News / Africa

Liberia Presidential Campaign Ends, Opposition Boycotting Vote

Liberian President Ellen Johnson Sirleaf attends a church service at the Dominion Christian Fellowship Center, in Monrovia, Liberia, November 6, 2011.
Liberian President Ellen Johnson Sirleaf attends a church service at the Dominion Christian Fellowship Center, in Monrovia, Liberia, November 6, 2011.

As presidential campaigning ends in Liberia, the incumbent is calling for a high voter turnout in the face of an opposition boycott of Tuesday's run-off election.  

President Ellen Johnson-Sirleaf closed her re-election campaign asking supporters to turn out for the vote despite an opposition boycott.

“November 8 is coming," she said. "That is your constitutional right to vote. That is one thing that the law book gives you, for you to choose your leader in a democratic process.  Nobody must tell you what to do. That is your own heart that will show you how to vote.  Vote your heart because I know that if you vote your heart and look at the thing for a long time, you may say, 'Oh, I think that Ma Ellen can do the job, oh.'”

President Sirleaf is telling voters not to allow politicians to hold Liberia hostage, and not to succumb to what she calls “fear and intimidation.”

But her opponent, former justice minister Winston Tubman, says it is the president who is trying to intimidate opposition supporters by calling their planed boycott unconstitutional.  He says it is the right of all voters to vote or not vote as they wish.  

Tubman says the Congress for Democratic Change party will not take part in the run-off because it will not be fair.

“We call on all CDCians and well-meaning Liberians not to legitimatize the charade that is planned for November 8th," said Tubman. "Already, thousands of our partisans are responding to our calls.”

In its boycott, Tubman says party supporters must remain peaceful in just the second nationwide election since the end of Liberia's 14-year civil war.

“The eyes of the world are on our country," said Tubman. "And we in CDC must not use violence in any way. We will achieve more by being peaceful, law-abiding, and responsible. Therefore I call on all of our members to be totally peaceful in everything that we do.”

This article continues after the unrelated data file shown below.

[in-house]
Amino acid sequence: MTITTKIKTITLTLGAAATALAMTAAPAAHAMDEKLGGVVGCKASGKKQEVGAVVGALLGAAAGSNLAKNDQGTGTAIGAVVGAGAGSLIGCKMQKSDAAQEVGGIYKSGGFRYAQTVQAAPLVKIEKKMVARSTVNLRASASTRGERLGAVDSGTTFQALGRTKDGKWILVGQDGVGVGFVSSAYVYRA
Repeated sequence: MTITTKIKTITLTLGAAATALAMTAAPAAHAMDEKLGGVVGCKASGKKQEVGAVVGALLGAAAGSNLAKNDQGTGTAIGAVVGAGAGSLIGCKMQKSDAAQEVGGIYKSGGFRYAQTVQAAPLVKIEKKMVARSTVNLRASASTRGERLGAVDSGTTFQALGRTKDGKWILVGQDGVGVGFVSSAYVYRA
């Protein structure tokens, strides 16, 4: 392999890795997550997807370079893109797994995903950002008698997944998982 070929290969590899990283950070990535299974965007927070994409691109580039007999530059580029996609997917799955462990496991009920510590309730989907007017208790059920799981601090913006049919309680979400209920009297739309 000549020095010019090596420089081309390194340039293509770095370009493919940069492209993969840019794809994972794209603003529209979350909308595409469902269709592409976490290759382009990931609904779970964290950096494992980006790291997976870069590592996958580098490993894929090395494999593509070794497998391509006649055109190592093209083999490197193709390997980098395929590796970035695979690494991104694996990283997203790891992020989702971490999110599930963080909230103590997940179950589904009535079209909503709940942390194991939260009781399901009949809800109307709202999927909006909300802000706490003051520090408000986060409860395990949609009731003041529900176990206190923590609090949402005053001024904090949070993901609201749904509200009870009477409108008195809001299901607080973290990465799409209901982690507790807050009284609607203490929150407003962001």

Tubman called for government security forces and United Nations peacekeepers to refrain from threatening and intimidating CDC members as they exercise their rights of assembly, association and speech.   

President Sirleaf says Tubman's actions show he is not ready to rule.

“This election is about a choice between hope and fear, between the unlimited potential our future holds and the ugly aspects of our past, a past where we were denied the right to vote,” she said.

The president says Tubman is falsely claiming fraud and as a reason to boycott. She says what he is really doing is forfeiting his right to the run-off because he fears defeat.

Tubman says he has no choice but to boycott the poll because electoral officials have not properly investigated his party's allegations of vote fraud from the first round, including what he says were doctored tally sheets.

Electoral observers from the Carter Center and the Economic Community of West African States say the vote was largely free and fair.

The U.S. State Department says allegations of vote fraud are unsubstantiated, and Washington is “deeply disappointed” by the CDC decision to boycott Tuesday's run-off.

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